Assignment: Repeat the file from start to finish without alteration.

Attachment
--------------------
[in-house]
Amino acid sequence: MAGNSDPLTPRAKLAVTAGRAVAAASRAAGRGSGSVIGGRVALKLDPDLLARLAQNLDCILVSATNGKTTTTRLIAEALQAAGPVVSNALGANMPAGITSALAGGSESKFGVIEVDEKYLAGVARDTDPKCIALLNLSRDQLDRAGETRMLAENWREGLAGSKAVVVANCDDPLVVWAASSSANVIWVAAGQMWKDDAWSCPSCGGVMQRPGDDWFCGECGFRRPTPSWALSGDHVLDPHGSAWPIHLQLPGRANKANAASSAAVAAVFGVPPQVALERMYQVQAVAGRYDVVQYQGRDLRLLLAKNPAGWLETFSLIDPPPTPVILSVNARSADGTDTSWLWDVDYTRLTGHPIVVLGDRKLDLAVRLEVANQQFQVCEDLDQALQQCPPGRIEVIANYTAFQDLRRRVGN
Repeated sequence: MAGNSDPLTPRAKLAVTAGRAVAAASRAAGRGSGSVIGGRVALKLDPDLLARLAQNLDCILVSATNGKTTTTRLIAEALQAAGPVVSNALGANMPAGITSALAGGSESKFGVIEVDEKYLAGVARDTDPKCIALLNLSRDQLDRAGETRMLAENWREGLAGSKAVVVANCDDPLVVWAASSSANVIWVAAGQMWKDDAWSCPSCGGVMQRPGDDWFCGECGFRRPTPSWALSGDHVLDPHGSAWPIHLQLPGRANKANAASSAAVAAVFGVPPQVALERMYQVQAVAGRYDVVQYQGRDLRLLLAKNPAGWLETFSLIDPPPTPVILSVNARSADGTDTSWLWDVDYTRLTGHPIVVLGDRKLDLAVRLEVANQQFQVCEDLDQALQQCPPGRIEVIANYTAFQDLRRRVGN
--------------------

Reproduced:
[in-house]
Amino acid sequence: MAGNSDPLTPRAKLAVTAGRAVAAASRAAGRGSGSVIGGRVALKLDPDLLARLAQNLDCILVSATNGKTTTTRLIAEALQAAGPVVSNALGANMPAGITSALAGGSESKFGVIEVDEKYLAGVARDTDPKCIALLNLSRDQLDRAGETRMLAENWREGLAGSKAVVVANCDDPLVVWAASSSANVIWVAAGQMWKDDAWSCPSCGGVMQRPGDDWFCGECGFRRPTPSWALSGDHVLDPHGSAWPIHLQLPGRANKANAASSAAVAAVFGVPPQVALERMYQVQAVAGRYDVVQYQGRDLRLLLAKNPAGWLETFSLIDPPPTPVILSVNARSADGTDTSWLWDVDYTRLTGHPIVVLGDRKLDLAVRLEVANQQFQVCEDLDQALQQCPPGRIEVIANYTAFQDLRRRVGN
Repeated sequence: MAGNSDPLTPRAKLAVTAGRAVAAASRAAGRGSGSVIGGRVALKLDPDLLARLAQNLDCILVSATNGKTTTTRLIAEALQAAGPVVSNALGANMPAGITSALAGGSESKFGVIEVDEKYLAGVARDTDPKCIALLNLSRDQLDRAGETRMLAENWREGLAGSKAVVVANCDDPLVVWAASSSANVIWVAAGQMWKDDAWSCPSCGGVMQRPGDDWFCGECGFRRPTPSWALSGDHVLDPHGSAWPIHLQLPGRANKANAASSAAVAAVFGVPPQVALERMYQVQAVAGRYDVVQYQGRDLRLLLAKNPAGWLETFSLIDPPPTPVILSVNARSADGTDTSWLWDVDYTRLTGHPIVVLGDRKLDLAVRLEVANQQFQVCEDLDQALQQCPPGRIEVIANYTAFQDLRRRVGN